New Jersey legalizes medical marijuana…will it cause a spike in drunk driving arrests?

February 3, 2010

New Jersey's Compassionate Use Medical Marijuana Act attained passage by both the New Jersey Assembly and the State Senate on Monday, January 11, 2010. Governor Jon Corzine signed the bill into law on Monday, January 18, 2010 just a day before leaving office. This new law allows chronically ill patients access to marijuana for medicinal uses. There are now 14 states with a medical marijuana law on its books. The law is scheduled to go into effected in six months.

In the eyes of many, this is a very liberal leaning law. However, New Jersey's medical marijuana law is the most restrictive and tightly controlled in the nation. It is believed it will quickly become a model for other states considering passage of such a law.

The legislation permits only those patients afflicted with certain diseases, including but not limited to multiple sclerosis, cancer, glaucoma, AIDS, muscular dystrophy, and ALS (Lou Gehrig's disease), to obtain medical marijuana. A doctor's prescription is mandatory and only two ounces of the drug per month is permitted to be dispensed to patients suffering with severe pain, nausea, seizures, muscle spasms or extreme loss of weight and/or muscle tissue brought on by their chronic disease.

Unlike in California, where anyone with a "recommendation" from their doctor is permitted to use, possess, and/or grow medical marijuana, the growing of marijuana is strictly prohibited under the New Jersey law, as is using the drug in public. Along the same line, a qualifying medical marijuana patient who is caught driving while high is not exempted from a DWI (driving while intoxicated) arrest. Driving under the influence of marijuana remains illegal and is subject to the penalties associated with the highest levels of blood alcohol content (B.A.C.).

The state of New Jersey will implement a strict registry ID card system for users of medical marijuana. Only those patients suffering with a condition set forth within the parameters of the law who have a written prescription from their doctor will be permitted to obtain the drug. Further, all marijuana dispensaries in New Jersey will be heavily monitored by the state. An additional restriction requires all caregivers who may have to procure the drug on behalf of an ill person to undergo criminal background checks.

Recent Gallup Polls show that over 70% of Americans favor marijuana being legalized for medical use, that is doctors legally prescribing marijuana to patients who suffer terrible pain due to their illnesses. There are many happy people in New Jersey with the passage of this law, feeling that they no longer have to engage in a criminal act just to realize relief from insufferable pain. It appears more and more Americans are growing sympathetic to their plight. Public sentiment would also suggest it is a law whose time has come. Where do you stand on the issue?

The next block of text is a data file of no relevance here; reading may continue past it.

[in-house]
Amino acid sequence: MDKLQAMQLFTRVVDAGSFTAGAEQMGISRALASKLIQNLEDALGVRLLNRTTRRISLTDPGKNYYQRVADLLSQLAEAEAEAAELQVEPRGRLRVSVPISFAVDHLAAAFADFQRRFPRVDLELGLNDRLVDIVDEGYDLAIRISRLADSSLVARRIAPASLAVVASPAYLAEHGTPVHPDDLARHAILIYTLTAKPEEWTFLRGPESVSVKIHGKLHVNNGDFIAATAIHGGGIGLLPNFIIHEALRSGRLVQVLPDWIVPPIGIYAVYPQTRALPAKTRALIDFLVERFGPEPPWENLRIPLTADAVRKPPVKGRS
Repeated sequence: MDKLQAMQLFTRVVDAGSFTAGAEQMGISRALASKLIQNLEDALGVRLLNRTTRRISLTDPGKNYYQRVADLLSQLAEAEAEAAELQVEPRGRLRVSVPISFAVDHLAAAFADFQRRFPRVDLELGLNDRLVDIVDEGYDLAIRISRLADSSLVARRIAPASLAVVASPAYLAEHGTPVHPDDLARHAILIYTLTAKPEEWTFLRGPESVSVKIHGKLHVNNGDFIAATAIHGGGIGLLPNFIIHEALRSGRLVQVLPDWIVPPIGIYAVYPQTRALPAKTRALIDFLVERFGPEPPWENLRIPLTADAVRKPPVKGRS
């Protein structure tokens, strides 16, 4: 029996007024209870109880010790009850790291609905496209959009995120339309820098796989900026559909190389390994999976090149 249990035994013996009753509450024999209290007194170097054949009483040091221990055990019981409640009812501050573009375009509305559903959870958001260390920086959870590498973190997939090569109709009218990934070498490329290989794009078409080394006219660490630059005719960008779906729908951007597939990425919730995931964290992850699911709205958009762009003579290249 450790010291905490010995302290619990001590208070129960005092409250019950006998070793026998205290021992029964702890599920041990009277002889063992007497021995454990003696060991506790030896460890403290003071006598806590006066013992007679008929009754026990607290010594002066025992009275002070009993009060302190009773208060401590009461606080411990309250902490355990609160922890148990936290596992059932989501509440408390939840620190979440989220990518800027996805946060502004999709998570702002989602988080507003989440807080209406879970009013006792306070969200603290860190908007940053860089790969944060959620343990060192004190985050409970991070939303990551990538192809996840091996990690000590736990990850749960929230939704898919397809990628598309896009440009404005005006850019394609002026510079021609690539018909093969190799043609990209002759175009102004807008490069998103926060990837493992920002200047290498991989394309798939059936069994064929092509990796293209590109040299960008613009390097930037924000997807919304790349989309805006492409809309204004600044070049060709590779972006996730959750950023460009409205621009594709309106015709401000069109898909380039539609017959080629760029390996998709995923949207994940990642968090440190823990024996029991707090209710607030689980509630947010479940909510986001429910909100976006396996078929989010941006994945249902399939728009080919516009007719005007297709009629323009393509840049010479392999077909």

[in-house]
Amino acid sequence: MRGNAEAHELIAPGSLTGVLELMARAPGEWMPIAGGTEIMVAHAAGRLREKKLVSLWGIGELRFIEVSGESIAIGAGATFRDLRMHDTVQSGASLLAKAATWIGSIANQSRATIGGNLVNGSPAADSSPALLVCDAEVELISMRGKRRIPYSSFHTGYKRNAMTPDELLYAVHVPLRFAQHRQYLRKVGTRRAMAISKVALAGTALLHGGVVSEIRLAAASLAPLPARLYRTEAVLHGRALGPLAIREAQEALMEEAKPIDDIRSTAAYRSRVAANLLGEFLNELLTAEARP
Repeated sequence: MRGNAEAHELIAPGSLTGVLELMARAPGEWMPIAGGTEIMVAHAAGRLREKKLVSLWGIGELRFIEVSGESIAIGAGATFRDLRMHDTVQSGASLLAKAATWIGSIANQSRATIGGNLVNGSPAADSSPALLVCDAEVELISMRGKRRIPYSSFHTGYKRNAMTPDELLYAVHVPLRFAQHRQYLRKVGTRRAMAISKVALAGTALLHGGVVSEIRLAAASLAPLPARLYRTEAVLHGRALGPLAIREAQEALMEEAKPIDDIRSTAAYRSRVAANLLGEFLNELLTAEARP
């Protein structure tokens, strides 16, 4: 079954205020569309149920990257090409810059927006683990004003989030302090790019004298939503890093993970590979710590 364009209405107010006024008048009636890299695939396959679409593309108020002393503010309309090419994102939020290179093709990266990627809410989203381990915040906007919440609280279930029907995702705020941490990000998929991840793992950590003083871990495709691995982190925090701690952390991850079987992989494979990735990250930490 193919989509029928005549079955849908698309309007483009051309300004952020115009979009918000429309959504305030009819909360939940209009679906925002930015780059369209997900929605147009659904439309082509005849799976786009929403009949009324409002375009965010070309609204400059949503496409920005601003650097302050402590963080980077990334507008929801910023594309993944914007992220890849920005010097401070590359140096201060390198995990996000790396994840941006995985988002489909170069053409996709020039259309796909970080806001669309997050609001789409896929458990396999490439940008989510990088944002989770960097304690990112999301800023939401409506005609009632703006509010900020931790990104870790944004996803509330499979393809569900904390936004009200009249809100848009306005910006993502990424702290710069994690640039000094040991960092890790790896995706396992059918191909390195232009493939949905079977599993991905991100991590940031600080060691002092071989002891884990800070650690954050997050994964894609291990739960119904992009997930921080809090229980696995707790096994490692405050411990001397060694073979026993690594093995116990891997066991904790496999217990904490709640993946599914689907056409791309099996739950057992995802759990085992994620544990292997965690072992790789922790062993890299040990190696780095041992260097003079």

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2 hit-and-run victims, same alleged drunk driver

February 1, 2010

In the early hours of January 8, 2010, Chelsea Murningham, 21 of Philadelphia, was the victim of a hit-and-run accident. So was Brian Reilly, of Penndel, Bucks County. They were each victims of alleged drunk driver Michael Saunders, of Philadelphia.

As he was leaving Albert's Café on Grant Avenue in Northeast Philadelphia, Michael Saunders hit and knocked over Ms. Murningham in the parking lot and then fled the scene. While other bar patrons were gathered around Ms. Murningham in the parking lot in an attempt to provide her aid, Mr. Saunders drove back into the lot. He sped in his minivan toward the gathered crowd and ran over 23-year old Brian Reilly.

Ms. Murningham was left with bruising on her right hip, as well as shoulder, lower back, leg, and neck pain.

Mr. Reilly was actually pinned underneath Saunders' minivan. He suffered a broken bone in his left arm, a dislocated left shoulder injury, a black eye, facial swelling, and extensive bruising on his back. Mr. Reilly must remain in an upper body brace in order for his left arm to remain in place and heal.

As for Mr. Saunders, in addition to inflicting bodily harm upon two individuals in the parking lot of the restaurant that evening, he is also responsible for causing property damage. As Saunders was attempting to leave the premises, before he hit Ms. Murningham, he crashed into a parked car. The owner of that car was present; he and Saunders got into an argument. Saunders proceeded to intentionally bang into that man's car five more times with his minivan.

After hitting the man's car repeatedly, Mr. Saunders hit two other vehicles parked in the lot, just before he hit Ms. Murningham. Saunders fled the scene after hitting her. He returned to the parking lot within minutes, which is when he ran over Mr. Reilly. Saunders fled, yet again. Mr. Reilly was transported to Aria Health at Torresdale while Philadelphia police caught up with and apprehended Saunders in front of his Philadelphia home.

Mr. Saunders was charged with driving under the influence and many felony counts, including attempted homicide and aggravated assault. He is also charged with risking a catastrophe.

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